At Makers Empire we are continually testing different 3D printers in our office – we probably have the printers running 30 hours+ a week. These printers mostly fall in the $1,000-$2,000 range as we want to test the latest printers for their suitability in terms of schools.
There are four essential things you need to consider when buying a 3D printer:
Size of the print bed
- A bigger bed means you can print bigger prints.
- A bigger bed also means you can print more students’ work at the same time. This is important because setting up to do a print run is time consuming so the more you can do at one time the better.
- Some machines require the user to calibrate the bed – this amounts to putting a piece of paper on the print bed and using the software to gradually move the print bed towards the nozzle until it touches. It takes about 10 minutes.
- Automatic calibration is available on many machines and we believe it is well worth the extra few hundred dollars more. With 3D printing there are already many things to learn and some things that can ‘go wrong’ so any help you can get is worth it.
Type of filaments and cost
- Most consumer printers print ABS and PLA plastic.
- ABS is made from oil and is more toxic than PLA which is made from corn starch. Choose PLA in locations with no fan or extraction, although many places use ABS, too.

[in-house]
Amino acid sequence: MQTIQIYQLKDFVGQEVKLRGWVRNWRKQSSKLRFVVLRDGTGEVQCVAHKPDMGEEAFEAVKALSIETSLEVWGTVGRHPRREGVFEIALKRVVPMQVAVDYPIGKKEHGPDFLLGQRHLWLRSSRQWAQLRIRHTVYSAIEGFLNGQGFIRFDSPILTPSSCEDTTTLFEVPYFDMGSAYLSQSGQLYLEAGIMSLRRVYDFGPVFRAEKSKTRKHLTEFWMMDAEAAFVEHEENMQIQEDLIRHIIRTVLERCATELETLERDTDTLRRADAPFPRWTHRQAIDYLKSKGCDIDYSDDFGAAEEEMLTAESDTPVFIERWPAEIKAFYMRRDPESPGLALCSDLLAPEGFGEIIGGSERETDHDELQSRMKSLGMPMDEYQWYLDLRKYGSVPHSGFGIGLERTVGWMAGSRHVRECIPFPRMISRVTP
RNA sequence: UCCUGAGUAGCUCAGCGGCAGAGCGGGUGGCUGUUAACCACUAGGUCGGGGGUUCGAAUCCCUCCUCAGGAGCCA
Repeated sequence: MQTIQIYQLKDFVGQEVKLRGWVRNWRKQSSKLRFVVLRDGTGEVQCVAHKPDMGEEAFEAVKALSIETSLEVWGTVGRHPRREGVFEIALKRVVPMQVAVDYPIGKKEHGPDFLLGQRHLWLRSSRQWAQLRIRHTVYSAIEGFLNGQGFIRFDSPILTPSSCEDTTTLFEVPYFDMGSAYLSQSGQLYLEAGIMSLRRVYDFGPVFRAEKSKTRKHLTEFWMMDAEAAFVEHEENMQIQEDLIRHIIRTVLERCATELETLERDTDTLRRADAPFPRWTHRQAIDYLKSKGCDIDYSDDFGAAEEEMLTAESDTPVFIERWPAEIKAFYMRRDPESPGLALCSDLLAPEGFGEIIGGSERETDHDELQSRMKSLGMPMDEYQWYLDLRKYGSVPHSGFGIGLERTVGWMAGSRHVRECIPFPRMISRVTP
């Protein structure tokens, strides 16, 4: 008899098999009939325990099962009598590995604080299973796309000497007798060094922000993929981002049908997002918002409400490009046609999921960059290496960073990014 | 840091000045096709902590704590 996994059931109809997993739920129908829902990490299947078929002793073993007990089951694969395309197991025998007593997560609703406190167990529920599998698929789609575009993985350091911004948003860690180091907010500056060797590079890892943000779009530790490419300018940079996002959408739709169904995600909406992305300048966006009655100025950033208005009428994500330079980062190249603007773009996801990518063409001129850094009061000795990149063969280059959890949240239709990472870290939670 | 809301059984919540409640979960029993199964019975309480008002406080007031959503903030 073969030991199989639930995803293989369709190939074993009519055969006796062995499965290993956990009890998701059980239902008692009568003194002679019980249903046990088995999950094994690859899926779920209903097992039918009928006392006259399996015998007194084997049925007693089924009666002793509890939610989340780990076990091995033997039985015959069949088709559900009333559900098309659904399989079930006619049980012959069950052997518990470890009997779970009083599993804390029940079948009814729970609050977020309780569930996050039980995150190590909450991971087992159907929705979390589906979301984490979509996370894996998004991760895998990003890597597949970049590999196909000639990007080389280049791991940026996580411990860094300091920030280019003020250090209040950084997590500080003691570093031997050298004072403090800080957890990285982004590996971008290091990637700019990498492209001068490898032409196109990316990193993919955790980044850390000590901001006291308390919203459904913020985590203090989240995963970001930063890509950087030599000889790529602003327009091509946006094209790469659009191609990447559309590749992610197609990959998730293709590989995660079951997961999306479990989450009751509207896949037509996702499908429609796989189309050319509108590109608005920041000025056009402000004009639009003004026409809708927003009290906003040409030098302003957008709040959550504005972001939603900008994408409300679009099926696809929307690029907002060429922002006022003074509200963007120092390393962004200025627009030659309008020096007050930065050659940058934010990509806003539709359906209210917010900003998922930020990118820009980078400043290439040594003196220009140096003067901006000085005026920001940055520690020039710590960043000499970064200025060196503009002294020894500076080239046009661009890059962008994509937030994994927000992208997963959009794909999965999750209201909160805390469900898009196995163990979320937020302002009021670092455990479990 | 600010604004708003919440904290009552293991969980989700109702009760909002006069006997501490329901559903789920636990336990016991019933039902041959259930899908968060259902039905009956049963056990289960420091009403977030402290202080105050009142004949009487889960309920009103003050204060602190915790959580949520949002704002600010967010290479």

- Ensure you know how much the filament costs – $35–70/kg for ABS/PLA is normal. Some proprietary printers only work with their own filament which costs much more. Ask your supplier how much genuine or well tested non-genuine filament costs.
- Is the software easy to use? Is it very configurable and powerful?
- Unless you are very technical we would suggest going for ‘easy to use’ software over power as your first foray into 3D printing — there is enough to learn already!
- Understand that many 3D printers are ‘open source’ and built for hobbyists and DIYers who want to spend a lot of time digging around software and hardware, modifying their printers and understanding from the programming code upwards how it works.
- These are easier to use: BEE THE FIRST, Up, Afinia, Makerbot
- There are more difficult to use but give you more control: 3D printers that use the open source Cura and Repetier programs.
Bonus: Enclosure and air filters
- An enclosed printer is safer. Some will even stop if the door is opened. This can be very useful in a pre-K/elementary setting.
- We are beginning to see printers with built-in HEPA air filters. If your printer is not located in a well-ventilated area, this can be a great alternative and maybe an OH&S requirement.
Buying a 3D printer can be confusing so we hope the above tips and suggestions help you make an informed purchase. Hit us up on Twitter at @makersempire if you have any more questions.
Makers Empire: Better learning by design
Makers Empire helps K-8 teachers teach Design Thinking, STEM and 21st-century learning skills using 3D printing. Our pioneering 3D solutions for schools include 3D modelling software, over 150 lesson plans aligned with international standards and professional development. With Makers Empire, engaged students learn how to solve real-world problems and make their world better.